6 The insurance company s response I think the insurance company has hired someone to follow and videotape me. Is this legal? Insurance companies often hire outside companies to follow, photograph and record people who make LTD claims. They do this to ensure that you are truly disabled and to minimize fraudulent claims. That means it s particularly important to be honest and open with your doctors, specialists, the insurance company and your lawyer. If you are honest and open, nothing they videotape or photograph will hurt your case. In fact, it can be helpful to have that evidence, as it usually shows that you are in fact disabled. Generally speaking, this type of surveillance is legal. Most investigative companies obey the law and do not engage in anything that could be considered trespassing or an invasion of your privacy. However, if at any time you feel in danger, you should contact the police. Receiving a response Once the insurance company receives all three forms (see pg. 5), it will review the information and make its decision. The length of time they have to make a decision will depend on what is stated in your policy typically the time limit is 30 to 90 days. When it has processed your claim, the insurance company will get back to you with one of three decisions: 1 Claim Approved 2 Claim Denied 3 More information is needed
7 My claim was approved, what happens now? How much does LTD pay? LTD policies typically pay 2/3 of your pre-disability salary (66.6%) but they may range between 50% and 80%. Some policies also have a maximum monthly payment which may cap the total amount you receive. Your policy will specify the amount you are entitled to. Can other benefits be deducted from my LTD payments? Most LTD policies are intended to top up the disability benefits available to you elsewhere. This means LTD policies usually deduct the amount you receive from other sources, such as: Benefits from any Worker s Compensation plan Disability benefits received under any other government program, like CPP or EI sickness benefits Income from a crime victim compensation program Wages from any employer, including any severance pay Can the insurance company deduct my children s portion of my CPP disability benefits? Often your LTD benefits can also be reduced by the amount payable to your dependants (children, for example) as well. One very common example of this is the deduction of benefits payable to the children of a person receiving CPP Disability. Some insurers insist they have a legal right to do this, but the issue is currently being debated, with Alberta even making that deduction illegal. Our law firm believes it is illegal, even if the policy says the insurance company can make this deduction. If your insurance company makes this deduction you should speak with a lawyer right away.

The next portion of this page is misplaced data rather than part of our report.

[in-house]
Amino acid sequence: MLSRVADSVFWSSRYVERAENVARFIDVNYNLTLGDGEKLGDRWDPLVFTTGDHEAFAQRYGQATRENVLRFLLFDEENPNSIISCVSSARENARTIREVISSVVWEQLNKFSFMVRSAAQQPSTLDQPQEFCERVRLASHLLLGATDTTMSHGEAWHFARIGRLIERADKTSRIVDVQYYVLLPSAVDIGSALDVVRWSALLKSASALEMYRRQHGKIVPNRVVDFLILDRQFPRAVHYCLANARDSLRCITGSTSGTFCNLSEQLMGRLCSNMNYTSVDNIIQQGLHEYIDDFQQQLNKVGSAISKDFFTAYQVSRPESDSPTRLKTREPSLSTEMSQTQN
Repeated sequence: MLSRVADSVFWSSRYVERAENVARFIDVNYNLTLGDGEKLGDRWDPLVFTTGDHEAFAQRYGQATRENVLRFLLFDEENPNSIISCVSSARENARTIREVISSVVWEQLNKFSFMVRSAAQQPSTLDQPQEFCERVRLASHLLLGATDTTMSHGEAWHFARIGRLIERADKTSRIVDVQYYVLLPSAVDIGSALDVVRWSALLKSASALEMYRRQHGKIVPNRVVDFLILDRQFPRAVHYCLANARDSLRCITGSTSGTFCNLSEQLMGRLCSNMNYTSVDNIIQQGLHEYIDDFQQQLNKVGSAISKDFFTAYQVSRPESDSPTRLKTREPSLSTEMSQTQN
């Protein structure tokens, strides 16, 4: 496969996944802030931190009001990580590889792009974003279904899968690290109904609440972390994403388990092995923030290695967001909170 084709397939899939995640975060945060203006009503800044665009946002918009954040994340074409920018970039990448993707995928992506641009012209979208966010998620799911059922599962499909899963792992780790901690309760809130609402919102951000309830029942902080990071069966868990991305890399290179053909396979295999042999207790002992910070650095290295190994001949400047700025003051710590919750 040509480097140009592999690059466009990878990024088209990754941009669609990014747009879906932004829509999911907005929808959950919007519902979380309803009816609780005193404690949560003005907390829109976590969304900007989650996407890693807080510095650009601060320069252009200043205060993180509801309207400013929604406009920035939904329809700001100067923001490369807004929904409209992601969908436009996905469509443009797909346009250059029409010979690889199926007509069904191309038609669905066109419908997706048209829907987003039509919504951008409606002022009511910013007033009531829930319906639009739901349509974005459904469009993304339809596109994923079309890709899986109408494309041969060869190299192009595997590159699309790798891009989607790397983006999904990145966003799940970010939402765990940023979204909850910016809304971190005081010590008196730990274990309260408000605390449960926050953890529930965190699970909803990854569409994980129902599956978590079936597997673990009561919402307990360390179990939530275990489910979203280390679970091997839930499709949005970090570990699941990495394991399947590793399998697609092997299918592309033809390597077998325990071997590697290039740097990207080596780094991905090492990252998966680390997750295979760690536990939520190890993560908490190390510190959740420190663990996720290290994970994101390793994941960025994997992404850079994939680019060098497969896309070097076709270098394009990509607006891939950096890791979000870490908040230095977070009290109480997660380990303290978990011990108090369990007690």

8 My claim was approved, what happens now? Can my LTD insurance company force me to apply for CPP benefits or other benefits? Often, yes. Many policies allow the insurance company to make you apply for benefits from another source (like CPP or Worker s Compensation), since these additional benefits would be deducted from the payments you receive from the insurance company. If you choose not to apply for these other benefits, the insurance company may still deduct from your monthly benefits the amount you would have been entitled to receive. If you apply for other benefits and are denied, they may also be able to make you appeal the decision. If you are asked to do something like this, ask the insurance company representative to show you which part of the policy gives them the power to ask you to do this. Are my benefits taxed? If your employer was paying for your LTD insurance, your benefits will be taxed. If you were paying for the insurance yourself they will not be taxed. If you were each paying a portion of the insurance premium, you may need a legal opinion on the taxation that will apply. Does LTD provide medical and dental benefits? No. LTD benefits serve only to replace your income and do not include any additional benefits that you may have been receiving from your employer. You may be able to keep your workplace medical plan while you are on LTD, but that would be arranged between you and your employer, not with the LTD insurance company. How long does LTD last? Most plans last until you are 65 years old. Some plans, however, have a specific time frame for example 5 or 10 years, or as low as 2 years.